(b. 1526, Milano, d. 1593, Milano)


Oil on canvas, 76 x 64 cm
Musée du Louvre, Paris

This painting belongs to a four-part cycle of the Seasons which was frequently repeated by the Milan artist for the Imperial court in Vienna and Prague. This particular series, which is now in Paris, had been commissioned by the Emperor Maximilian II for Augustus the Elector of Saxony.

The series of the Seasons in the Louvre differ from the original Viennese model in the nature of the support, with canvas taking place of wood. The majority of the known versions of the Seasons are painted on canvas. This support may have been chosen for the convenience of the transport for which these works were intended by the man who commissioned them.

The series in the Louvre is the only one to have a border formed of garlands of leaves and flowers around the heads. This feature is clearly a later addition as the greenery is depicted in a perfunctory fashion with a broader brush and in places clumsily superimposed on Arcimboldo's painting. It is assumed that it was added in the 17th century at the time of the restoration and enlargement of the original canvas.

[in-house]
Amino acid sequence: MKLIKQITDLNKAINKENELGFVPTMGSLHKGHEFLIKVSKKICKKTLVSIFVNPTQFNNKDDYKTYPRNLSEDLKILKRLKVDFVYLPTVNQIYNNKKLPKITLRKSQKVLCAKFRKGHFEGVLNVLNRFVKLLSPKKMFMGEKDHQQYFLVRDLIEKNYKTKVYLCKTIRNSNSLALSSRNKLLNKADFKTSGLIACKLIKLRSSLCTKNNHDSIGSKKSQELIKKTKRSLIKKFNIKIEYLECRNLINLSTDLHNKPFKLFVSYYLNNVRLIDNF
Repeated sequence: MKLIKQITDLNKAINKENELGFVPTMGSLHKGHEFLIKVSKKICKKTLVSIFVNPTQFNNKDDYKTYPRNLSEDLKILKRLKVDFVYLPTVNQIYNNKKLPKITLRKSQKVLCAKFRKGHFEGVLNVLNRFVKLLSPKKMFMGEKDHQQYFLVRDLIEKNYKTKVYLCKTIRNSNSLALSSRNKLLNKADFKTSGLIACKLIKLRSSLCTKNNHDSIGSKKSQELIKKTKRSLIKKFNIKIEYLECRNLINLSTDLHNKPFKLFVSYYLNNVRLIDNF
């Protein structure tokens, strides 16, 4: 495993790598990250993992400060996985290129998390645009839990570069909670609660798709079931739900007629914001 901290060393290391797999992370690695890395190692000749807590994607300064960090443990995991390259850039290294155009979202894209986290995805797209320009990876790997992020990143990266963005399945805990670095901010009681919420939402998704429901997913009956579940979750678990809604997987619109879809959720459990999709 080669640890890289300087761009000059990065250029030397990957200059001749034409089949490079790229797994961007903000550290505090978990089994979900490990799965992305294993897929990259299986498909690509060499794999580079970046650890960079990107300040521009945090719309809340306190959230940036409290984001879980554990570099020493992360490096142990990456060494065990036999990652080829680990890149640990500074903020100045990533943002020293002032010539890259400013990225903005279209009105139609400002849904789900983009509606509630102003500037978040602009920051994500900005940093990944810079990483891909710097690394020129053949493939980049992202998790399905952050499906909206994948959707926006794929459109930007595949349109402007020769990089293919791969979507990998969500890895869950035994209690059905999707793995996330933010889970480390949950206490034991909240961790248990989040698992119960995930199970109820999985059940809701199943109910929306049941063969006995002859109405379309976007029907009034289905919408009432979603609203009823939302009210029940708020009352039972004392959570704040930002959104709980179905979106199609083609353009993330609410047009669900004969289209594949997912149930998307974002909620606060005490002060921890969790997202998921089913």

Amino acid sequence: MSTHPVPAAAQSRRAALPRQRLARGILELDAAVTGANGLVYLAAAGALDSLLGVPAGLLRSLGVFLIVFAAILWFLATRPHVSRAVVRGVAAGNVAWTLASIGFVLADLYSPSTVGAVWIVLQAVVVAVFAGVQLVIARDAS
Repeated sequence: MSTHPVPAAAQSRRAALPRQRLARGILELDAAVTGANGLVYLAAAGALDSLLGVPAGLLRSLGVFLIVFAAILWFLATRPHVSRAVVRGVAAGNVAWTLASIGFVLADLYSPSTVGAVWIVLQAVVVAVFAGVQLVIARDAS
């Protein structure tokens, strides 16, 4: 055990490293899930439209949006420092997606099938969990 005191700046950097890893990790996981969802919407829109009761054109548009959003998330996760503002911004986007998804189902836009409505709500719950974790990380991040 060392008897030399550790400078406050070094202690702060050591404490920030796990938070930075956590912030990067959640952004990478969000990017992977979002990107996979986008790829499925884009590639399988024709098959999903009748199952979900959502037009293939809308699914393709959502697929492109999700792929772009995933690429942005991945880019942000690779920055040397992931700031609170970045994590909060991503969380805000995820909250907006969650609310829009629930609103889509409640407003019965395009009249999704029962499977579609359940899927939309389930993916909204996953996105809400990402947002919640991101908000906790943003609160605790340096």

The Italian art historian Giovanni Paolo Lomazzo (L'Idea del Tempio della pittura, Milan, 1590) described Arcimboldo's allegories as "teste composte" (composed heads). The underlying principle of these compositions is the use of elements from an object area which is clearly distinct from others and in such a way that they add up to a personified figure. The individual elements as such do not have any mimetic properties; they only receive them when they co-occur with others.

© Web Gallery of Art, created by Emil Krén and Daniel Marx.